From time to time we all dream of the proverbial desert island. Whoever experiences Mallorca today comes very close to this thought. Empty streets and quiet villages, secluded beaches and lonely bays. Where usually hikers, cyclists, golfers and sun worshippers are on the move, life is slowing down. Awesome, on the one hand. If it wasn’t for the nightmare of the pandemic and the resulting economic crisis lurking around the corner.
In October, Cathedral, Almudaina and Parc de la Mar are typically crowded with tourists. Today, a group of young Palmesanos is rehearsing their next TikTok video and the parc is all theirs. Deserted, just like the Playa de Palma. Where I usually have to zigzag around tipsy beach visitors, racing cyclists now have a free run. And this comes true for all of the island. In most restaurants you get a table on the terrace without reservation.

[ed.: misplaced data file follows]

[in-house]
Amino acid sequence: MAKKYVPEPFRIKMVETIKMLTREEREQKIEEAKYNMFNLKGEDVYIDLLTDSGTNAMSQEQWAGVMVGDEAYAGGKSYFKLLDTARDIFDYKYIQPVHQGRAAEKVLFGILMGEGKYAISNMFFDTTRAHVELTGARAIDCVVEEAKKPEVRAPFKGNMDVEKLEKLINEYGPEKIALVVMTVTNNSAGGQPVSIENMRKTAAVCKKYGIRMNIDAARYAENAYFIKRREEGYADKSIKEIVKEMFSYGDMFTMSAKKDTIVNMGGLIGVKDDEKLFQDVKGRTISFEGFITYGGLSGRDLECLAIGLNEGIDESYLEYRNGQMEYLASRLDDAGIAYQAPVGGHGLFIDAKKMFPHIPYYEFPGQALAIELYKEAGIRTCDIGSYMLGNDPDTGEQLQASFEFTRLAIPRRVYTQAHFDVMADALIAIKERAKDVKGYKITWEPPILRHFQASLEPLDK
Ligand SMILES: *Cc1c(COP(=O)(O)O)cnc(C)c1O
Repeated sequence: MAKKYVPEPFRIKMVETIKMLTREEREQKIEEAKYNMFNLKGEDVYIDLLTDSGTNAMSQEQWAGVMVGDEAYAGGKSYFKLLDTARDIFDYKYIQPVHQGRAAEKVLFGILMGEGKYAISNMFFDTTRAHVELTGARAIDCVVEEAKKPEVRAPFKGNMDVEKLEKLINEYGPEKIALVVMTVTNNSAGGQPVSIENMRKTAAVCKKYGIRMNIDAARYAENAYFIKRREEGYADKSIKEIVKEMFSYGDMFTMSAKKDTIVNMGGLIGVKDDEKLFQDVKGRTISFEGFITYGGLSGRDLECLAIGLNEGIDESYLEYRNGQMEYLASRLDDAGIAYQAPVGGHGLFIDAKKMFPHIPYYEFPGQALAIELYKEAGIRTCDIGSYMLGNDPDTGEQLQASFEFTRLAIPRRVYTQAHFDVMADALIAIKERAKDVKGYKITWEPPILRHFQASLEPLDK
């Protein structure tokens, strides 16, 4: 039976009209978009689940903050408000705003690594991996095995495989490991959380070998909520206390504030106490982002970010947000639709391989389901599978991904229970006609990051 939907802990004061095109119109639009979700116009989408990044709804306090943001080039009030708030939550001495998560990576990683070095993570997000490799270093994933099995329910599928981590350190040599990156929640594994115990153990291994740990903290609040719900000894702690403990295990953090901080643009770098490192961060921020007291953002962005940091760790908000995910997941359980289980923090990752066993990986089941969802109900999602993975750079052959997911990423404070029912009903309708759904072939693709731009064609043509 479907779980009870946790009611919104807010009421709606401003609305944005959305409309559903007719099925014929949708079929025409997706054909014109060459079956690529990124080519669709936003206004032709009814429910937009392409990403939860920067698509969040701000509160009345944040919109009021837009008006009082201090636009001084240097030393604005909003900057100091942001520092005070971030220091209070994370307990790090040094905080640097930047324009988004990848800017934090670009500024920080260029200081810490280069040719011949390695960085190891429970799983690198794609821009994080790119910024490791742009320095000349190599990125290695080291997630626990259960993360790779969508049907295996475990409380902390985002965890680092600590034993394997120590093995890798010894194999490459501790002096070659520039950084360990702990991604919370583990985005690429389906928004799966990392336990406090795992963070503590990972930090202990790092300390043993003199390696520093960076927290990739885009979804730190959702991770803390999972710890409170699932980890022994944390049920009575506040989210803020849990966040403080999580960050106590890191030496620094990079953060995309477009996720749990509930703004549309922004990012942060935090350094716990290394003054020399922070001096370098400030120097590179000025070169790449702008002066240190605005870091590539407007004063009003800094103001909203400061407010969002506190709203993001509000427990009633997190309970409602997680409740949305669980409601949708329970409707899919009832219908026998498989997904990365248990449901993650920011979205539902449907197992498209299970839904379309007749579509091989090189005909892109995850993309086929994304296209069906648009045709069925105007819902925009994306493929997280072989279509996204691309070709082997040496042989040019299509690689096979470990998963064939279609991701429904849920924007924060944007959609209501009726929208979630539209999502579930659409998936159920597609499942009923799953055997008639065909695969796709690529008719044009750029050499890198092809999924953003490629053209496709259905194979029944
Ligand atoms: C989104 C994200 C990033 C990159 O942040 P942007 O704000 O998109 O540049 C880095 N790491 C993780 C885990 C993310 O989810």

Valldemossa without tourist buses, and for the first time you can really picture George Sand and Frederic Chopin spending the winter here. But I find it increasingly difficult to enjoy the peace and the quiet. What’s missing is the pulsating life, the energy of the city and its people. And while Mallorca is more than ever a dream destination for travelers dreams are bursting for many who live and work on the island permanently.
The risk of infection is hardly any different from Berlin. And not only those who depend on tourism find it difficult to understand why many governments in Europe rely on national isolation instead of regional differentiation. As Spain suffers particularly hard from the pandemic, most people are well aware of the risks of corona. Whoever comes to Mallorca today is not only doing something good for him or herself. But also for all those who live on the island.